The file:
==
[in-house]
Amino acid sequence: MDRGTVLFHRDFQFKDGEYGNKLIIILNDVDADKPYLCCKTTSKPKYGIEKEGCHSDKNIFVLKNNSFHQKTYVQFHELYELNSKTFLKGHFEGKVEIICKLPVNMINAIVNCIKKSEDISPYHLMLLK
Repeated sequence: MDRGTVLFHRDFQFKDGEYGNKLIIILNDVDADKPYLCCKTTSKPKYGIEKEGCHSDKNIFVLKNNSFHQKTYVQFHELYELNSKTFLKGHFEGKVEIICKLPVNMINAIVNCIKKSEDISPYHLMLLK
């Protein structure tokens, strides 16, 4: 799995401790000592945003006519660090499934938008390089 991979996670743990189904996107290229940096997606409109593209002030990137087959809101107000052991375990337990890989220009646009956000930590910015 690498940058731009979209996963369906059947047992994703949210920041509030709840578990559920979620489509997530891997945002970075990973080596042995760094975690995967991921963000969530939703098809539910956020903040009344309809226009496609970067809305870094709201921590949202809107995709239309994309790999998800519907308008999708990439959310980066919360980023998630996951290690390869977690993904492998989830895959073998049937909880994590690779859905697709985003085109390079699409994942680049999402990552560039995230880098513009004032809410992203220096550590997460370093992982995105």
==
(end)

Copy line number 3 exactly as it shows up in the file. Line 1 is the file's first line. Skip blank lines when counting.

Repeated sequence: MDRGTVLFHRDFQFKDGEYGNKLIIILNDVDADKPYLCCKTTSKPKYGIEKEGCHSDKNIFVLKNNSFHQKTYVQFHELYELNSKTFLKGHFEGKVEIICKLPVNMINAIVNCIKKSEDISPYHLMLLK